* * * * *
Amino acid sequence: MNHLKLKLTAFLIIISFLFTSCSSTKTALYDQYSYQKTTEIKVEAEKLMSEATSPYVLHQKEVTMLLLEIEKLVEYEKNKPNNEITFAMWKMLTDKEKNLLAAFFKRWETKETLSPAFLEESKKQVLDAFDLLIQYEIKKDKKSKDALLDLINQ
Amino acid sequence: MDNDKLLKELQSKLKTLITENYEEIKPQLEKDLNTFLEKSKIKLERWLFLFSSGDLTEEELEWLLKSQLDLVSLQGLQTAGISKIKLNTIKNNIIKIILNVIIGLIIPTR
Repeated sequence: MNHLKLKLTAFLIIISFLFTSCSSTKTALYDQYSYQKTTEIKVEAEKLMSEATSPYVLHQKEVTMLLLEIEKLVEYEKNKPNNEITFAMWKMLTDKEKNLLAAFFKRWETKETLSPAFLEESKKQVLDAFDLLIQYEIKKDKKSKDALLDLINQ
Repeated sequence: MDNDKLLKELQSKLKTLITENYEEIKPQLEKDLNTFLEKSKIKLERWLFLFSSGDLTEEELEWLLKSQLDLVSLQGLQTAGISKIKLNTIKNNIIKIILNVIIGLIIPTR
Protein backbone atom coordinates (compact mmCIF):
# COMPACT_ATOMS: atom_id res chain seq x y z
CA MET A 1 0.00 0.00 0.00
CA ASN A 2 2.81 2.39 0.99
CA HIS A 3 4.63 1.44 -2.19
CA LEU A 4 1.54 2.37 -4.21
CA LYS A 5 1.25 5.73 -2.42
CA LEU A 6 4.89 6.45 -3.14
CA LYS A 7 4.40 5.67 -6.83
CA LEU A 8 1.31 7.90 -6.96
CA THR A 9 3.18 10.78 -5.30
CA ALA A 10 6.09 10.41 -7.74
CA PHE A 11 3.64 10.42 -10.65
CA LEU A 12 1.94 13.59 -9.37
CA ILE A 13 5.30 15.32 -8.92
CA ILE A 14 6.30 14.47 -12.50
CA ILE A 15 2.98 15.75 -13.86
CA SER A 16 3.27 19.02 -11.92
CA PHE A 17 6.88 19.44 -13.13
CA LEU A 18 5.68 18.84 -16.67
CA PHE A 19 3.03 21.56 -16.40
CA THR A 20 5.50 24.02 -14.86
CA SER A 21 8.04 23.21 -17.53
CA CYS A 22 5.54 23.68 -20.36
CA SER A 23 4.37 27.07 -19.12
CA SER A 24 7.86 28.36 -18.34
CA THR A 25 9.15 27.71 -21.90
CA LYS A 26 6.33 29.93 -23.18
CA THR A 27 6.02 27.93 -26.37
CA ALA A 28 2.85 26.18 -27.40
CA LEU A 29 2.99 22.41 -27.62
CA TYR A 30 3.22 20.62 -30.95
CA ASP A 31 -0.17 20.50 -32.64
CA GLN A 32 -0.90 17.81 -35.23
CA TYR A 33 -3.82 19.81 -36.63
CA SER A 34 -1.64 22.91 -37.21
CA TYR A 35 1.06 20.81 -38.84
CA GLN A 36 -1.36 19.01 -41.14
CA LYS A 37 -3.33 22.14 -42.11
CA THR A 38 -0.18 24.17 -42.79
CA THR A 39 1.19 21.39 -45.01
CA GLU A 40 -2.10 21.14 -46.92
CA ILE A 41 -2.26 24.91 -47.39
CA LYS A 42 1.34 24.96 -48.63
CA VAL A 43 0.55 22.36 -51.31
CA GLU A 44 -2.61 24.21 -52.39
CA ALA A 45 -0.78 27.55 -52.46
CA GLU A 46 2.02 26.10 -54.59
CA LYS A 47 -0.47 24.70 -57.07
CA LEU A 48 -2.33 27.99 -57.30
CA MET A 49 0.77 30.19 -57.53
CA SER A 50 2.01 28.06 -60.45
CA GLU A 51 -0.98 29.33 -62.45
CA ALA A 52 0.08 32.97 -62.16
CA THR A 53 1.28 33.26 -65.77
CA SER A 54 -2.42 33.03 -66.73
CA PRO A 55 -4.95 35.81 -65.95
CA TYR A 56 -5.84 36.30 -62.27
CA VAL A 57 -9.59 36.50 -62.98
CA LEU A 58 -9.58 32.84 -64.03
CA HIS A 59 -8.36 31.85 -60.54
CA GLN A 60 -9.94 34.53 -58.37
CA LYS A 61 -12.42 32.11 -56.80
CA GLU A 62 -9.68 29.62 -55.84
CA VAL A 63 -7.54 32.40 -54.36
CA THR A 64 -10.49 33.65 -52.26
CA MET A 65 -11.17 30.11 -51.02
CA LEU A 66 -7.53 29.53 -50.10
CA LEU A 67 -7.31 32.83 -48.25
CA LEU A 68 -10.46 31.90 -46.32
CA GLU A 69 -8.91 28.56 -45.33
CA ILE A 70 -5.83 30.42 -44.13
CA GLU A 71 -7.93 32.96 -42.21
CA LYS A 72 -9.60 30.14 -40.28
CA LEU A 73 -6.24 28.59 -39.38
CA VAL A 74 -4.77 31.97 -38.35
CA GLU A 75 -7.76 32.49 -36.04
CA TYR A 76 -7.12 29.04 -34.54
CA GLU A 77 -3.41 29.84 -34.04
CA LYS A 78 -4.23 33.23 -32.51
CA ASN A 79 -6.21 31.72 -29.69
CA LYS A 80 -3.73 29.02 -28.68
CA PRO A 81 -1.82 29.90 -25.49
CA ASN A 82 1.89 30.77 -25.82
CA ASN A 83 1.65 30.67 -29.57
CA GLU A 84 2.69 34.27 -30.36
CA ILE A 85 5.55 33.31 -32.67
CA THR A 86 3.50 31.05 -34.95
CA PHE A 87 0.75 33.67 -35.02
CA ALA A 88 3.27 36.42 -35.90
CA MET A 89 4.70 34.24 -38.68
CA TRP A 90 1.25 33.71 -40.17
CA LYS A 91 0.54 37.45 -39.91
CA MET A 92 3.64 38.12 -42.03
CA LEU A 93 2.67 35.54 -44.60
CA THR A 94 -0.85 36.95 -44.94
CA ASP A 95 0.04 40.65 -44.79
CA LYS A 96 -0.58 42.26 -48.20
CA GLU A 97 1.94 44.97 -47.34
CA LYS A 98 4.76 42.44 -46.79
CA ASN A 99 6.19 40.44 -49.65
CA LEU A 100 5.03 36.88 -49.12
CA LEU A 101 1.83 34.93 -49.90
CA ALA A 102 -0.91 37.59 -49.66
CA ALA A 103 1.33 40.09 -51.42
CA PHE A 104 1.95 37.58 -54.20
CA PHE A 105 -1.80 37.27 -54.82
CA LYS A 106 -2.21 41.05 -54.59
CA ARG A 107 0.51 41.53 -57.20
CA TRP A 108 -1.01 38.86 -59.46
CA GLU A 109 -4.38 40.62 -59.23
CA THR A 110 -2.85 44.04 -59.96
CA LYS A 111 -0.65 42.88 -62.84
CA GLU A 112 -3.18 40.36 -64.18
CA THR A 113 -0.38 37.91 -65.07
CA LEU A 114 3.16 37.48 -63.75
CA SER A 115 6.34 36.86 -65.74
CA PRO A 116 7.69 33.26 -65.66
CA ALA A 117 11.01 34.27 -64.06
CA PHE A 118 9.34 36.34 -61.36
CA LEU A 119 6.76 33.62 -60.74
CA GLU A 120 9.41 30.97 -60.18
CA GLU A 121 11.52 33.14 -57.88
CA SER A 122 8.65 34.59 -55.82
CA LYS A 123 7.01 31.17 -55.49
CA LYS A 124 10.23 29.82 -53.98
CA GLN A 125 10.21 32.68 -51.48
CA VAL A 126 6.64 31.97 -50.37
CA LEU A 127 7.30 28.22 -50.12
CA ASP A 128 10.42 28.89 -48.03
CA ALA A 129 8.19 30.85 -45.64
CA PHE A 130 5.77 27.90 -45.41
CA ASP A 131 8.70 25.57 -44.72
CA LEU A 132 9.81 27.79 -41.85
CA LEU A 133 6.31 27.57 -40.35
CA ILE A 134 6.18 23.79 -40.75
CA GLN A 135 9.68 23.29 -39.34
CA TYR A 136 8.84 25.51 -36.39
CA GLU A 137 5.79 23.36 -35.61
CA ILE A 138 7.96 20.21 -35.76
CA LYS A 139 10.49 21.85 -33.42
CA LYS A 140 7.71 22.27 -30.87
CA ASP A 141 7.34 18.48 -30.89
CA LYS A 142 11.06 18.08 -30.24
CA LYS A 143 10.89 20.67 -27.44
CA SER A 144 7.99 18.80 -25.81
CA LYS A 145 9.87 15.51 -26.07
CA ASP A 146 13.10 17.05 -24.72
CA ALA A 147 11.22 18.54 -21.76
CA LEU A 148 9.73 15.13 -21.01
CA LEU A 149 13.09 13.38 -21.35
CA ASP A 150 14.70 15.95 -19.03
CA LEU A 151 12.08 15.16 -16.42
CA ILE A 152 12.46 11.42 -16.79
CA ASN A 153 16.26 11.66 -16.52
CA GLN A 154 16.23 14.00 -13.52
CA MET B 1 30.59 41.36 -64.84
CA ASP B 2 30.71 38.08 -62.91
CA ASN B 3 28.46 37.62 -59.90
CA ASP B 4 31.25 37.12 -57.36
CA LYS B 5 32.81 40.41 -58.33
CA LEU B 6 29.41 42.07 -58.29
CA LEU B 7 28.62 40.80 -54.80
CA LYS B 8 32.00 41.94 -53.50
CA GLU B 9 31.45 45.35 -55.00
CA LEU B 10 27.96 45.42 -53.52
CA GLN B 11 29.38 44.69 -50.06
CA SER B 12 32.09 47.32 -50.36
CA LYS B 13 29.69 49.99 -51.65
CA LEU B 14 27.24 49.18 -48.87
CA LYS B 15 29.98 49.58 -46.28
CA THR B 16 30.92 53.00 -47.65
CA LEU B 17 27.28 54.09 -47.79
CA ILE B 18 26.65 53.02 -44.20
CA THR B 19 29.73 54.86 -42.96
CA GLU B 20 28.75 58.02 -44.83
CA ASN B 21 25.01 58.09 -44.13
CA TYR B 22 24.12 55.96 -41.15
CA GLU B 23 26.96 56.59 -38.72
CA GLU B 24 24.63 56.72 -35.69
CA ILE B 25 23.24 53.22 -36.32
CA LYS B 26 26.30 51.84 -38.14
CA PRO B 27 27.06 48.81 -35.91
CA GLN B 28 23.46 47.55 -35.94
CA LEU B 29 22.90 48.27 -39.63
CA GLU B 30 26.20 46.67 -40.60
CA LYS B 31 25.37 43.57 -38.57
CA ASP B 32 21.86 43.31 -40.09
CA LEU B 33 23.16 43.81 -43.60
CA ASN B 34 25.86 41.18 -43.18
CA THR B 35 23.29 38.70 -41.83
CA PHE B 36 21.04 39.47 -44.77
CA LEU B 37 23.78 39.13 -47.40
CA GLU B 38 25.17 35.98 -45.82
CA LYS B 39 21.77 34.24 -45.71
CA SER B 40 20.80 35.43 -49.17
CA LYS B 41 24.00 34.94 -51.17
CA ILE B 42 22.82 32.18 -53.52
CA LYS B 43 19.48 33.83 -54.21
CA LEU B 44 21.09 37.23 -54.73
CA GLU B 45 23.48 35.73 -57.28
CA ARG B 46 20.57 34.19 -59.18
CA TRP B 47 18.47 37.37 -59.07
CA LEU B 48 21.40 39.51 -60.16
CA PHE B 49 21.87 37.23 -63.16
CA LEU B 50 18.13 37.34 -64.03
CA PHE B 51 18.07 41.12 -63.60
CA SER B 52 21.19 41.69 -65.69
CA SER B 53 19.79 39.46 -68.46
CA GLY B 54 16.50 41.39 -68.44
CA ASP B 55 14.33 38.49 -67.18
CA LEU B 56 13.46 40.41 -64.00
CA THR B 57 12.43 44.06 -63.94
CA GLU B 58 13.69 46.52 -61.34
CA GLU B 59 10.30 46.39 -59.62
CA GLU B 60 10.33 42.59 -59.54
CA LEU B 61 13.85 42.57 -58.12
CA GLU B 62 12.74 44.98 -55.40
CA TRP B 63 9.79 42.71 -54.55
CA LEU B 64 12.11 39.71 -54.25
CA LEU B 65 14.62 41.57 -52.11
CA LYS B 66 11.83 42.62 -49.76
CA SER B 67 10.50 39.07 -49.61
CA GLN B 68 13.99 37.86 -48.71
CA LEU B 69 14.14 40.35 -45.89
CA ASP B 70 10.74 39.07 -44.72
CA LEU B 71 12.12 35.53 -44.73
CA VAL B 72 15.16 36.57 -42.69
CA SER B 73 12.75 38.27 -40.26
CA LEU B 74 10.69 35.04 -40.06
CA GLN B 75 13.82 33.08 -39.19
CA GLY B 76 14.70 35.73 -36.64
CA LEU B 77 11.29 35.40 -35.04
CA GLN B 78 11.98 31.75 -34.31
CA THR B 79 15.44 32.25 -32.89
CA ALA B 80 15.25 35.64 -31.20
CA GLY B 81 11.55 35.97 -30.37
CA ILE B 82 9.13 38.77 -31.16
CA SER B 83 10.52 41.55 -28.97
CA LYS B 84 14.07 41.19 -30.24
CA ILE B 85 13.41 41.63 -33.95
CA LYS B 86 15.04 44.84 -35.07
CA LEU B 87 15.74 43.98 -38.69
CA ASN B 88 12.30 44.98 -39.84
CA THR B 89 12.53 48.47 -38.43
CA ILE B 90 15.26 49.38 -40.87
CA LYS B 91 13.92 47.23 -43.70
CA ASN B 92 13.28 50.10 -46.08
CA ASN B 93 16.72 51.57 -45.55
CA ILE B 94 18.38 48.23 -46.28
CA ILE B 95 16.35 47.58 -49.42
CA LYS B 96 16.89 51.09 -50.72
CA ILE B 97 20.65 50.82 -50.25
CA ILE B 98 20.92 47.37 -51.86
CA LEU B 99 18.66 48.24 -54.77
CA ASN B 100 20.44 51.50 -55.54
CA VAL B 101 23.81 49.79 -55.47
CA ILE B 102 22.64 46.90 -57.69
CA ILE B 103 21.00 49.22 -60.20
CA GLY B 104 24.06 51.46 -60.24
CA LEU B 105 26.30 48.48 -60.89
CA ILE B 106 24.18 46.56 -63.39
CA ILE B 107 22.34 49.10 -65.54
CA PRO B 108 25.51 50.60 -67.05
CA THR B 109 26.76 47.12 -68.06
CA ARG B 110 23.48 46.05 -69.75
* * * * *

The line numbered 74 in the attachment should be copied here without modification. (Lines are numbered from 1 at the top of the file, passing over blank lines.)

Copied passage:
CA LEU A 68 -10.46 31.90 -46.32